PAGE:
In 2015, Olivier Hanne, an Islamologist and Associate Researcher at the University of Aix-Marseille, described what he regarded as “the most probable scenario for 2020 in the Sahel”. In his book Jihad in the Sahel co-authored with training officer Guillaume Larabi, he foresaw an expansion of armed terrorist groups in the Sahel at the expense of the national government authorities. Their predictions have already been confirmed by reality.
The interview below was conducted by Thomas Oswald of Aid to the Church in Need, France.
ACN: Instead of disengaging from the Sahel, France has just announced the sending of further reinforcements of 600 men for Operation Barkhane (the on-going French anti-insurgent operation in the Sahel). Can you see any way out of the crisis in the Sahel?
The armed terrorist groups are set for the long-term. They hold sway over vast portions of the Sahel. They gain a regular revenue, thanks to the extortion of money from local people, but also from illegal trafficking. They control the transit routes for migrants, who are easy prey for their trade in human trafficking. And they also profit from the trafficking of drugs, a major proportion of which come through the port of Lagos in Nigeria and is brought clandestinely into Europe. Cocaine, originating in South America, travels across the Sahara, often hidden inside inflated vehicle tires.
ACN: But is it not contradictory for groups that claim to be religious to become involved in the trafficking of drugs?
It is quite true that the (Islamists) behind the terrorist groups like to burnish their image as good Muslim believers, and more often than not they don’t dirty their own hands with the drugs. Instead, they leave this to groups of criminals from whom they demand a tax. The practice of the zakât, the Islamic tithe on smuggled goods, was judged to be in conformity with the rules of jihad from 2001 onwards by the Egyptian Salafist Al-Tartusî. It’s blatant hypocrisy, of course. Many of the jihadist fighters themselves come from the world of crime. And generally speaking, there is not really any coherent understanding among the various armed terrorist groups of the Sahel who describe themselves as Islamic, even if they do refer to the “caliphate”, or, in other words, Daesh. The Nigerian army, for example, maintains that the prisoners they have taken from these armed groups are not practicing Muslims and do not say their daily prayers.
ACN: How do you explain why these groups can gain the support of a section of the population in the areas they control?
The areas in question are completely neglected and abandoned by their own governments. Even before colonialism, they were regions where the economy rested on illegal trafficking. The state is perceived as distant, illegitimate, corrupt. The young Peuls or Tuaregs are very conscious that they are living in a hopeless situation, without prospects. They live in very hierarchical societies, under the domination of religious leaders and heads of families. For them, jihad is a means of emancipation. What is altogether striking is that the people to whom they turn initially are the village heads, the elders, in the areas which come under their control. I believe that the success of these armed terrorist groups is explained in large measure by the rise to power of these young men, thirsting for action, wanting to flex their muscles. This is why, in particular, the Islamic State in the Greater Sahara has had so much success since it was created in 2015. It is more active and aggressive than the other groups such as Al Qaeda in the Islamic Maghreb, for example.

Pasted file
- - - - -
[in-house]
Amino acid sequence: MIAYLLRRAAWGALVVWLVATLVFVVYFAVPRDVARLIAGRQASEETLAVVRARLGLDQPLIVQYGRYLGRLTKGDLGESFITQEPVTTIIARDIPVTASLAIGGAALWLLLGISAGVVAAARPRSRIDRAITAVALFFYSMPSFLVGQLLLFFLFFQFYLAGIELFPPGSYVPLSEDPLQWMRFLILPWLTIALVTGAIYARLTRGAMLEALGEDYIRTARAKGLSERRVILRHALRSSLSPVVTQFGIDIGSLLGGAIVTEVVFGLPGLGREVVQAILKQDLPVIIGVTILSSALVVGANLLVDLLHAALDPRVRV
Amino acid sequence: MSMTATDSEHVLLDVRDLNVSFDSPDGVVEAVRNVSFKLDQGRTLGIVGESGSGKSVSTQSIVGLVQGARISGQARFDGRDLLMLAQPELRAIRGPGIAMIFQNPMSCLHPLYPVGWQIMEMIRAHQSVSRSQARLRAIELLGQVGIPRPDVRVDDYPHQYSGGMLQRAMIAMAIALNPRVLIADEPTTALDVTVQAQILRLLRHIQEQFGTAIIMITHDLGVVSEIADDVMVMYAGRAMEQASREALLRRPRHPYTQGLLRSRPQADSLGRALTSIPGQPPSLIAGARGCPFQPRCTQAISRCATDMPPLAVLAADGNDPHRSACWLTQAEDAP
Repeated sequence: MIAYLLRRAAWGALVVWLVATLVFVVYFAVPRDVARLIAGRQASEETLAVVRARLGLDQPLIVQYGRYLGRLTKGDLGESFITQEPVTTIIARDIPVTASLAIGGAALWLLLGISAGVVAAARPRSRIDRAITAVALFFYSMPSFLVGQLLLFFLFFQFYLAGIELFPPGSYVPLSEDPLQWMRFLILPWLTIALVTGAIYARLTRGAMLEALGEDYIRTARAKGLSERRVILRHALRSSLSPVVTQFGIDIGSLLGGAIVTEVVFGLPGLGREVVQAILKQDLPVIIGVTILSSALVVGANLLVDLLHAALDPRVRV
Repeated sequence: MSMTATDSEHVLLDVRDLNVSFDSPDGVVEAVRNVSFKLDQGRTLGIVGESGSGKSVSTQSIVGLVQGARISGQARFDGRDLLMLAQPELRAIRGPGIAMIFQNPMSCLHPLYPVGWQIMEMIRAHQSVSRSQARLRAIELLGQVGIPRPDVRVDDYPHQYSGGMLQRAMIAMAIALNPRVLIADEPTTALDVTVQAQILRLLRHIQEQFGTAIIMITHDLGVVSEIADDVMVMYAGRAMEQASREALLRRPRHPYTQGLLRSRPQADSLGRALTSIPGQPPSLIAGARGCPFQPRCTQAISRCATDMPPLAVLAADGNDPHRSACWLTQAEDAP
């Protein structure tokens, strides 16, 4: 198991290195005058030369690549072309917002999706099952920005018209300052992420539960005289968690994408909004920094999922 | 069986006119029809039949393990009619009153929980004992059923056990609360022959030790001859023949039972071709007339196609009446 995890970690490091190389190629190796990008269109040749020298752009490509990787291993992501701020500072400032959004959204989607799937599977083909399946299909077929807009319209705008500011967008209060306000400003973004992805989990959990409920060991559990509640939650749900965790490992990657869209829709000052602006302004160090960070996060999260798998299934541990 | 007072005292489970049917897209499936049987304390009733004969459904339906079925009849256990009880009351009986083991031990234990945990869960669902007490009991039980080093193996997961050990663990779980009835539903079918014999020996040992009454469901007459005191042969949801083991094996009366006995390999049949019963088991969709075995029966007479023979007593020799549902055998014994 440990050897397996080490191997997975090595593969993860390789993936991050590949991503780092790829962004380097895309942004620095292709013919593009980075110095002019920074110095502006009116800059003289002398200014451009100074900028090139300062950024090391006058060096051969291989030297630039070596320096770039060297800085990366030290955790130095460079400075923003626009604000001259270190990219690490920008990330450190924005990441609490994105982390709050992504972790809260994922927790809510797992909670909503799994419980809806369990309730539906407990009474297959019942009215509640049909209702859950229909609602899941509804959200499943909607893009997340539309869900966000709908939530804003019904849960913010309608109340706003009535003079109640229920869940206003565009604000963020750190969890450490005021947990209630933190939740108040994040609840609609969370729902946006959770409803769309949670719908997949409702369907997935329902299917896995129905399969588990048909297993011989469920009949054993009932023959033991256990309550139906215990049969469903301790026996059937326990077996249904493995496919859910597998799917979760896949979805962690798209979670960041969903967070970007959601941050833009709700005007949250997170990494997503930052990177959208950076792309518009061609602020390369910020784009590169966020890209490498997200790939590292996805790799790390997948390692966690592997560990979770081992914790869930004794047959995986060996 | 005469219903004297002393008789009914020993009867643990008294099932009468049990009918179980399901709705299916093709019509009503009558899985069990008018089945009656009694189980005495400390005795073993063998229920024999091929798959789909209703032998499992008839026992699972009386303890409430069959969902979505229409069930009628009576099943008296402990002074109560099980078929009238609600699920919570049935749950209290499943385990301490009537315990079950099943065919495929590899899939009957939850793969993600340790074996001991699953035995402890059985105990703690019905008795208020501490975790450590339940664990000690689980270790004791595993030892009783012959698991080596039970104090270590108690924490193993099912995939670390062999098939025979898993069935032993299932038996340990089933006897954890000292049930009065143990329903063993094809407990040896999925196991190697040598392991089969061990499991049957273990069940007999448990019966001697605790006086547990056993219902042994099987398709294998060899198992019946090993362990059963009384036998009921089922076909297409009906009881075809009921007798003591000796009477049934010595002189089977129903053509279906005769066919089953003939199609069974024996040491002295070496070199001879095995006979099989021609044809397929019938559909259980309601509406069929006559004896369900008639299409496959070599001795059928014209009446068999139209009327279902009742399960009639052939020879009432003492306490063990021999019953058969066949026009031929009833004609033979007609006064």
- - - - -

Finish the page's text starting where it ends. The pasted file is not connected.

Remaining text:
ACN: How do these armed terrorist groups, who don’t have a great deal of resources, achieve such success in the face of the regular armies?
They are very mobile and don’t need any great resources. They attack and then disperse again with ease. And above all, they take advantage of the state of the forces facing them! In Mali, they were able to attack a military post with impunity because the soldiers were not even on guard. However, it’s the general level of military training and when one sees this kind of behavior after 60 years of military co-operation between France and Mali one becomes pessimistic about the future. There is a lack of trust between the soldiers and their military hierarchy, which leads to disastrous results on the ground. In Burkina Faso, the government is beginning to arm civilians, which is a very worrying development. Experience has shown that this is the best possible way to sow the seeds of civil war.
ACN: How is the situation likely to develop from now on?
I fear that over the next five years the territorial expansion of the armed terrorist groups will continue. Trafficking will become more organized and will increase further. After having extended their grip on the Muslim Sahara, the next target will be the places where Christians and Muslims live alongside one another. In Burkina Faso and in Nigeria the equilibrium that has existed hitherto is now under threat. And in the next five years, these African states will continue to need the support of the West if they are to avoid catastrophe. Were it not for Operation Barkhane, Mali would already have been cut in two. And the attempted coup d’etat in Chad in 2013 might well have succeeded. This all feeds into the propaganda of the jihadists, who like to play on the anti-French resentment, but there is no other way of preventing the situation from degenerating still more seriously.